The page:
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    Representative Western blots of cytoplasmic (Cyto) and nuclear (Nuc) GR isoforms in placentae from saline-exposed male (open bars) and female (closed bars) mouse fetuses at embryonic day 14.5 (A). Densitometry was performed to measure the expression of each isoform for both the cytoplasmic (B) and nuclear (C) protein fraction. As protein levels of males and females were performed on different blots, data is presented as a ratio of each isoform to the total GR for each sample. Data are presented as mean ± s.e.m., n = 8–12 placentas from 10 litters per group,*P < 0.05 represents sex difference in GR isoform, #P < 0.05 indicates that the GR isoform in question is different to GRα-A.

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    Representative Western blots of cytoplasmic (Cyto) and nuclear (Nuc) GR isoforms in saline (open bars) and dexamethasone (closed bars) exposed placentae from male (A) and female (B) mouse fetuses at embryonic day 14.5. Densitometry was performed to measure the expression of each isoform for both the cytoplasmic (C and D) and nuclear (E and F) protein fractions. All samples from each sex were measured on three blots with a common sample on each membrane. As such total isoform expression was normalized to the average expression of the saline group for each isoform. Data are presented as mean ± s.e.m., n = 8–12 placentas from 10 litters per group, *P < 0.05 represents significant effect of dexamethasone exposure.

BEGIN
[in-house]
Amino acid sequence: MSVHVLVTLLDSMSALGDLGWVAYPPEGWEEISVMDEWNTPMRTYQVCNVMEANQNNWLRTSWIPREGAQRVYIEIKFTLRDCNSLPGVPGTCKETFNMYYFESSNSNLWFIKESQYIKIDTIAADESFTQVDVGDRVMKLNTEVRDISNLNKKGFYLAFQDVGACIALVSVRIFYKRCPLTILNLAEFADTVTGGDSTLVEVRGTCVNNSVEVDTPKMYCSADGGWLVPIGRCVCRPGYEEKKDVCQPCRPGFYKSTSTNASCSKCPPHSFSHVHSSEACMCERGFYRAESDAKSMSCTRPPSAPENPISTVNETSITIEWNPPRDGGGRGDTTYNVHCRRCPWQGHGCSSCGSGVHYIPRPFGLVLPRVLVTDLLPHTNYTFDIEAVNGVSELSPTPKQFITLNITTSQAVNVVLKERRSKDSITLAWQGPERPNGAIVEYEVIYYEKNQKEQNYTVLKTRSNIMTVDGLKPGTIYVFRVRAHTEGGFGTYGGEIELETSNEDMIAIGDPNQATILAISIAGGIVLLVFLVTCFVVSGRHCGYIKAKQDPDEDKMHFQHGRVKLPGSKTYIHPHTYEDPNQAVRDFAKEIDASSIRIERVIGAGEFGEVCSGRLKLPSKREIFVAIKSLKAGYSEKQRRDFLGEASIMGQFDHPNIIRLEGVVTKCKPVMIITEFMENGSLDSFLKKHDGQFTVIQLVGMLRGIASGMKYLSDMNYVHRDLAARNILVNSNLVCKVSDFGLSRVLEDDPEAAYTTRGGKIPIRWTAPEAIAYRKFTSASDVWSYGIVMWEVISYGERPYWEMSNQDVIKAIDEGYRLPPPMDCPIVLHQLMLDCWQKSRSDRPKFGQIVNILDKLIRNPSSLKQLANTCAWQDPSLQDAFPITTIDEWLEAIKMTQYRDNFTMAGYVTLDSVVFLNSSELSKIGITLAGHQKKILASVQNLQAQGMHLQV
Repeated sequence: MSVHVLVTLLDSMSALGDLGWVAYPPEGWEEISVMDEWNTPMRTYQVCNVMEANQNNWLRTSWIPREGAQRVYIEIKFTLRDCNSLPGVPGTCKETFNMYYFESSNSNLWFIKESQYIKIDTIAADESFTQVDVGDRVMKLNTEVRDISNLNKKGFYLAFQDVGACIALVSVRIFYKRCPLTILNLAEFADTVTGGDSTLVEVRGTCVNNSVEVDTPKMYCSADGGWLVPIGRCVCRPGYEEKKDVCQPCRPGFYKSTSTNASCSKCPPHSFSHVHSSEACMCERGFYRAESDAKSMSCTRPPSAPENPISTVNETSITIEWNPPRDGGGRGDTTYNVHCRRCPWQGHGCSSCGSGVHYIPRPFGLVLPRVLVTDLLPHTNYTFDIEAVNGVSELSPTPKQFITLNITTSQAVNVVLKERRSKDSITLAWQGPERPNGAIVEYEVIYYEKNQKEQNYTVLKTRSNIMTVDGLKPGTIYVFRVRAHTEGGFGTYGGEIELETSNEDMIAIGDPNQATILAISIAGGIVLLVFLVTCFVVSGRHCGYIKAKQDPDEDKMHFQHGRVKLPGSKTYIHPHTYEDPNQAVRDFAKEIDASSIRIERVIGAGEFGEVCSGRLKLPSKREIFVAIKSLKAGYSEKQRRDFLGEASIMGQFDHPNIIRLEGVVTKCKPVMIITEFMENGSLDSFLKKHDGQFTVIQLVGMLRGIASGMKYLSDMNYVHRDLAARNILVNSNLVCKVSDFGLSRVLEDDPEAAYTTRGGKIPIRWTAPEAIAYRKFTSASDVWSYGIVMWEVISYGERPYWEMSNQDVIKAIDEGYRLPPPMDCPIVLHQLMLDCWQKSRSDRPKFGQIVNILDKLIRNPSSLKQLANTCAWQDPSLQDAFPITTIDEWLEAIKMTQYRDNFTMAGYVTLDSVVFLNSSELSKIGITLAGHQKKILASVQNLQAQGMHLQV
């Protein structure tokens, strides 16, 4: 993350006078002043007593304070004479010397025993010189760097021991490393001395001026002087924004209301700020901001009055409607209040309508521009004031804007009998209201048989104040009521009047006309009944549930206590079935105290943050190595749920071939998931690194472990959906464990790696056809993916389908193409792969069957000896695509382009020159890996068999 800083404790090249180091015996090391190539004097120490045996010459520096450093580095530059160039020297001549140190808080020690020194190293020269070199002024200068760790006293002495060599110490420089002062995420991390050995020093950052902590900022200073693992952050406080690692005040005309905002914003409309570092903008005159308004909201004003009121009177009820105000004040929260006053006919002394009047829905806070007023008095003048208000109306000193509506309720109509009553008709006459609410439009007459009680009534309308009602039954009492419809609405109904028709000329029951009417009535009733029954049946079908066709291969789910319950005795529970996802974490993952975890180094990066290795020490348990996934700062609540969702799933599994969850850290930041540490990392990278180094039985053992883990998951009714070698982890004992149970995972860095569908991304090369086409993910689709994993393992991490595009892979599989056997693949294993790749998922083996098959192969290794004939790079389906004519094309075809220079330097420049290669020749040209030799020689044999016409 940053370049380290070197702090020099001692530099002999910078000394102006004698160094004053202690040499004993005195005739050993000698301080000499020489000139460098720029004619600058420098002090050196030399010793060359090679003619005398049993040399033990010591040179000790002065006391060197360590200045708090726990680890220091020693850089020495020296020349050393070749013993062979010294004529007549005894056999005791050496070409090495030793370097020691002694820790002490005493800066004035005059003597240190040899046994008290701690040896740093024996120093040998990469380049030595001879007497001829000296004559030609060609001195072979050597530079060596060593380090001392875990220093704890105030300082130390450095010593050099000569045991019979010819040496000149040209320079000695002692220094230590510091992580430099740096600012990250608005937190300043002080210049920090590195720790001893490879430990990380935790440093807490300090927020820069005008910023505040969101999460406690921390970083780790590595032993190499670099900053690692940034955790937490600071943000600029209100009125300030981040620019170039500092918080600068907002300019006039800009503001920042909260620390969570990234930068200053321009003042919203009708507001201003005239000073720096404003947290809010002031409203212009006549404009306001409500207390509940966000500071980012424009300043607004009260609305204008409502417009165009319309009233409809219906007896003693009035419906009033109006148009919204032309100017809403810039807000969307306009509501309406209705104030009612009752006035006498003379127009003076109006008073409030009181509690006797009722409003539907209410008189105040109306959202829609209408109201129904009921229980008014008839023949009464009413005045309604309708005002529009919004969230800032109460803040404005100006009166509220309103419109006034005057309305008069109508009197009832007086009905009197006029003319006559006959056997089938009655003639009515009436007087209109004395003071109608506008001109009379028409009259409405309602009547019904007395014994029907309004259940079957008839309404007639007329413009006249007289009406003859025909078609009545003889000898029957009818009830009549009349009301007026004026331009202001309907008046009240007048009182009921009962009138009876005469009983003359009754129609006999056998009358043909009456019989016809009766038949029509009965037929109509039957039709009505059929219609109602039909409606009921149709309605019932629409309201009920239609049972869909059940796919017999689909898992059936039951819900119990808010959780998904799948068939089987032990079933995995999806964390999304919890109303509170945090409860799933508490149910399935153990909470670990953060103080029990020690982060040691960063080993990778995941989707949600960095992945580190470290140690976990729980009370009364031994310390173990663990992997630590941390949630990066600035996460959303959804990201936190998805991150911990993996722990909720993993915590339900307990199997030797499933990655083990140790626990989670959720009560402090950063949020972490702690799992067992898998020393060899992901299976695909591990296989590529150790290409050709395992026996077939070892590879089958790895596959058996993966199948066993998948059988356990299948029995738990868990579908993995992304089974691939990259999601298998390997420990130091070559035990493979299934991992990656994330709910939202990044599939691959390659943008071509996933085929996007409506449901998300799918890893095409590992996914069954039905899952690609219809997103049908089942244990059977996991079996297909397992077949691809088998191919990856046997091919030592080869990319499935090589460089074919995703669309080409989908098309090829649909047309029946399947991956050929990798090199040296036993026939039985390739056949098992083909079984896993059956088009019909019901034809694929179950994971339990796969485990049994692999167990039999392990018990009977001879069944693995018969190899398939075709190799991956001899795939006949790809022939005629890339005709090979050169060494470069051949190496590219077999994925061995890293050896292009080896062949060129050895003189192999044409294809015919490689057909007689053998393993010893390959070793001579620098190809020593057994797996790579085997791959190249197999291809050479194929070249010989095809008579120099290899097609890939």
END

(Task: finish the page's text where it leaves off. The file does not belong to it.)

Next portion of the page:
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    The effects of maternal dexamethasone (closed bars) on placental mRNA expression of target genes known to be regulated by GR isoforms in males (A) and females (B) compared to saline-exposed placentae (open bars). Data are presented as mean ± s.e.m., n = 7–11 placentas from 10 litters per group, *P < 0.05 represents significant effect of dexamethasone exposure. Ier3, immediate early response 3; Nfatc1, nuclear factor of activated T-cells 1; Sgk1, serum glucocorticoid kinase 1; Bcl2l11, Bcl-2-like protein 11; Cpeb1, cytoplasmic polyadenylation element-binding protein 1. Ier3 is a marker of regulation by any GR isoform, Nfatc1 is regulated specifically by GRα-A, Sgk1 and Bcl2l11 are regulated specifically by GRα-C and Cpeb1 is regulated by GRα-D isoforms.